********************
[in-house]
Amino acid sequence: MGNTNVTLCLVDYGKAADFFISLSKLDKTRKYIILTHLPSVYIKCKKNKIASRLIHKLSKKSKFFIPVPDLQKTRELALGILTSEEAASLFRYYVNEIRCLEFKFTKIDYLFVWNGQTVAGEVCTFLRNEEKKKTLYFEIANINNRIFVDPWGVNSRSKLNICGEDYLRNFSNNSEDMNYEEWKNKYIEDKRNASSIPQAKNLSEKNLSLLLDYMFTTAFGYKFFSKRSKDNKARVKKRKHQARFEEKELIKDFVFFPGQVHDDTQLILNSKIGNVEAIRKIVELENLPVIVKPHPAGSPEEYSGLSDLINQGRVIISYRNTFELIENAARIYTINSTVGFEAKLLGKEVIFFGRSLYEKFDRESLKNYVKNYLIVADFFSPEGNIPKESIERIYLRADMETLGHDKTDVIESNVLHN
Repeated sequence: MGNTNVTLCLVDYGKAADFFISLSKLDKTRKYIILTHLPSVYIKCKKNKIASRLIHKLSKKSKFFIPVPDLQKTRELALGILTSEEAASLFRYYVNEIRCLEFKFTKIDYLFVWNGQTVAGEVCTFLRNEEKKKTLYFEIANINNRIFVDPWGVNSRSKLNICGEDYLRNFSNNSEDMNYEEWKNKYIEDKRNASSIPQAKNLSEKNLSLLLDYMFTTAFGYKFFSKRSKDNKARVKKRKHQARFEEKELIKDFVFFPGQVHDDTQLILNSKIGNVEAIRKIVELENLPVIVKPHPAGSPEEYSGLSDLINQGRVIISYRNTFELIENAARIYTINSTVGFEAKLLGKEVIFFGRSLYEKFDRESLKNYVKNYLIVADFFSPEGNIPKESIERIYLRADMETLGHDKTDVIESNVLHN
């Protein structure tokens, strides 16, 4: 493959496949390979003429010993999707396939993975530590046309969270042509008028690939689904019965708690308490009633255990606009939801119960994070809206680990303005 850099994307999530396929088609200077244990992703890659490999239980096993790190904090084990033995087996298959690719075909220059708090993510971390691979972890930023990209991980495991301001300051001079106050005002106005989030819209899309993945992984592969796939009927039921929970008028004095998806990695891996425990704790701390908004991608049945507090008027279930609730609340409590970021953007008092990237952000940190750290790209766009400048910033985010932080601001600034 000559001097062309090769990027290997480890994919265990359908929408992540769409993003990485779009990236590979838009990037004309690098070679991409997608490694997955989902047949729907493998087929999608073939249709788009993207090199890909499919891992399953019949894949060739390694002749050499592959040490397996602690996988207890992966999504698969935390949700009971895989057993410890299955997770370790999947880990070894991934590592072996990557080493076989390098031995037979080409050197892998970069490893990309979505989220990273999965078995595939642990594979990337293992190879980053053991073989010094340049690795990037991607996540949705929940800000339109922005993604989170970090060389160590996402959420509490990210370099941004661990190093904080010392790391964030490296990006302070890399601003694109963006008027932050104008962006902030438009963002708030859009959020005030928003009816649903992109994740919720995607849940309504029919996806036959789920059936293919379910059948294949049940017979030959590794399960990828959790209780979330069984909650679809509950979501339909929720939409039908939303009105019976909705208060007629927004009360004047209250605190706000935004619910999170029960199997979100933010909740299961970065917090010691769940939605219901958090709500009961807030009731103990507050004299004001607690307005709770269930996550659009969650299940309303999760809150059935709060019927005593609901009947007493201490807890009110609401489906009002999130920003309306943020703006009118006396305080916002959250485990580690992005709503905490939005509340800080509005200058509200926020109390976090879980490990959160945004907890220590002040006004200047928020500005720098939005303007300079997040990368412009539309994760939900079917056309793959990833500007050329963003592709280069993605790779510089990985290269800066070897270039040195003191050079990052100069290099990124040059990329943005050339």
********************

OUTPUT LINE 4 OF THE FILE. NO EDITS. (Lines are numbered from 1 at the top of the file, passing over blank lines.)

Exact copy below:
């Protein structure tokens, strides 16, 4: 493959496949390979003429010993999707396939993975530590046309969270042509008028690939689904019965708690308490009633255990606009939801119960994070809206680990303005 850099994307999530396929088609200077244990992703890659490999239980096993790190904090084990033995087996298959690719075909220059708090993510971390691979972890930023990209991980495991301001300051001079106050005002106005989030819209899309993945992984592969796939009927039921929970008028004095998806990695891996425990704790701390908004991608049945507090008027279930609730609340409590970021953007008092990237952000940190750290790209766009400048910033985010932080601001600034 000559001097062309090769990027290997480890994919265990359908929408992540769409993003990485779009990236590979838009990037004309690098070679991409997608490694997955989902047949729907493998087929999608073939249709788009993207090199890909499919891992399953019949894949060739390694002749050499592959040490397996602690996988207890992966999504698969935390949700009971895989057993410890299955997770370790999947880990070894991934590592072996990557080493076989390098031995037979080409050197892998970069490893990309979505989220990273999965078995595939642990594979990337293992190879980053053991073989010094340049690795990037991607996540949705929940800000339109922005993604989170970090060389160590996402959420509490990210370099941004661990190093904080010392790391964030490296990006302070890399601003694109963006008027932050104008962006902030438009963002708030859009959020005030928003009816649903992109994740919720995607849940309504029919996806036959789920059936293919379910059948294949049940017979030959590794399960990828959790209780979330069984909650679809509950979501339909929720939409039908939303009105019976909705208060007629927004009360004047209250605190706000935004619910999170029960199997979100933010909740299961970065917090010691769940939605219901958090709500009961807030009731103990507050004299004001607690307005709770269930996550659009969650299940309303999760809150059935709060019927005593609901009947007493201490807890009110609401489906009002999130920003309306943020703006009118006396305080916002959250485990580690992005709503905490939005509340800080509005200058509200926020109390976090879980490990959160945004907890220590002040006004200047928020500005720098939005303007300079997040990368412009539309994760939900079917056309793959990833500007050329963003592709280069993605790779510089990985290269800066070897270039040195003191050079990052100069290099990124040059990329943005050339």